Australian writer-director Cate Shortland is fascinated with teenage girls on the precipice of adulthood. They were the subject of her 2004 debut, Somersault, and they're also the focus of her latest effort, Lore, which is screening at the Wisconsin Film Festival. But this time, Shortland adds the bracing reality of political exigencies to a social and sexual coming-of-age story.
In Germany at the end of World War II, as Russian and American occupying forces flood into the country, many people retreat to the margins to escape detection and capture. A young teen nicknamed Lore (Saskia Rosendahl) awakens to the sounds of her mother (Ursina Lardi) and father (Hans-Jochen Wagner) talking in an agitated hush. A member of the SS, Lore's father fears for the family's safety, so they quickly pack to leave for the countryside that night. Before they go, he shoots the family's dog so there will be one less mouth to feed. He quickly returns to what's left of the German troops while Lore's mother tries to hang on. Facing starvation, she puts her remaining cash and wedding band in Lore's hand, instructing the girl to take her four younger siblings to their grandmother's house some 500 miles away. When she departs for an internment camp, the five children - one an infant - are on their own.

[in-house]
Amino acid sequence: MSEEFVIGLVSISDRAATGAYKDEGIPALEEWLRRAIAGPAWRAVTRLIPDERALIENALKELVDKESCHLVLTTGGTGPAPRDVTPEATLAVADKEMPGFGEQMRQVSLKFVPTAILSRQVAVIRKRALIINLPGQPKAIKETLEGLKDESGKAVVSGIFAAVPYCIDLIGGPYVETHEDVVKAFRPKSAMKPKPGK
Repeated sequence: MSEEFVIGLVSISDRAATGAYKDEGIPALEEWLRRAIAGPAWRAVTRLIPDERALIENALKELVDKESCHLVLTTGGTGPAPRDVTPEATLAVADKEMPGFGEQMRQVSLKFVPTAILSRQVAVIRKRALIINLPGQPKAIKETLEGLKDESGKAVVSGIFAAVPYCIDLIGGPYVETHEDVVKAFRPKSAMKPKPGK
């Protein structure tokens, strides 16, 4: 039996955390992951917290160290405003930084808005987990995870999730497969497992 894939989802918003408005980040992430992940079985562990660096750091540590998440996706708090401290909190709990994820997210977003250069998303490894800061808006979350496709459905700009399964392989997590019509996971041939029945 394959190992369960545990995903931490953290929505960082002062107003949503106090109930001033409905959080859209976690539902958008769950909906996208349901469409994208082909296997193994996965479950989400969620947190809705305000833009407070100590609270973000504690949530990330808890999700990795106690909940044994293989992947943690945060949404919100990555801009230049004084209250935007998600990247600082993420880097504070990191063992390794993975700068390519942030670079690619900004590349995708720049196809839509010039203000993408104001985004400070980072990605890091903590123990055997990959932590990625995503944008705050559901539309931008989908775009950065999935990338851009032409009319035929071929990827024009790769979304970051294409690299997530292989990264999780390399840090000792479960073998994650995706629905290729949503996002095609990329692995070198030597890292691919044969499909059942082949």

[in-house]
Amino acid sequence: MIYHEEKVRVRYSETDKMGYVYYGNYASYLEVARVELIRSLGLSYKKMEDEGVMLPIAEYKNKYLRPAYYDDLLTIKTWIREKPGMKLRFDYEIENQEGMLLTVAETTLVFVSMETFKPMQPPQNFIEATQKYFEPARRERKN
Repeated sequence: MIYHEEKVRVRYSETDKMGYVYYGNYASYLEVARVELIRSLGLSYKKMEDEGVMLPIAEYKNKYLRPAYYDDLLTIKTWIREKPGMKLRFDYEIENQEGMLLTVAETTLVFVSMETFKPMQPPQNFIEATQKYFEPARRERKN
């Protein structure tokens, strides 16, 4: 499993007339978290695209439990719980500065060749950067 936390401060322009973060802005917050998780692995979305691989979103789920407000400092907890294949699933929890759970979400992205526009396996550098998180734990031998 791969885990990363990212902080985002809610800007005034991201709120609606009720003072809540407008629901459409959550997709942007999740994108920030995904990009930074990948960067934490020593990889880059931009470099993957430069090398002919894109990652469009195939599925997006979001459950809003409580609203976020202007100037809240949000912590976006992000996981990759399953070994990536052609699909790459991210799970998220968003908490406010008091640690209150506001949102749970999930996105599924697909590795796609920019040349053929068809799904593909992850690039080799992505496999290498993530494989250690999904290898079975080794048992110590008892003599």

Thrust into a grown-up role, Lore understands that she will probably never see her parents again. It takes all her strength and ingenuity to cope once she learns that the trains are no longer running to the countryside. Setting out on foot, the children are eventually befriended by Thomas (Kai Malina), a mysterious refugee bearing papers that identify him as Jewish. Brought up in the Hitler Youth, Lore despises Thomas on principle, though the difficulties of the journey push her into a strange dance of hate, appreciation and budding sexual curiosity.
Filled with short bursts of nature shots and facial close-ups, Lore is as lovely and fragmented as its protagonist. This Nazi child begins to see life's complexities as her simplistic, Manichean worldview is gradually stripped away. Through a series of incidents, she discovers that not all Jews are evil and not all Germans are good. It's a harsh truth learned through harsh circumstances.
Although some moments push the story a bit beyond believability, Shortland has created something remarkable by forcing us to sympathize with a would-be Aryan princess.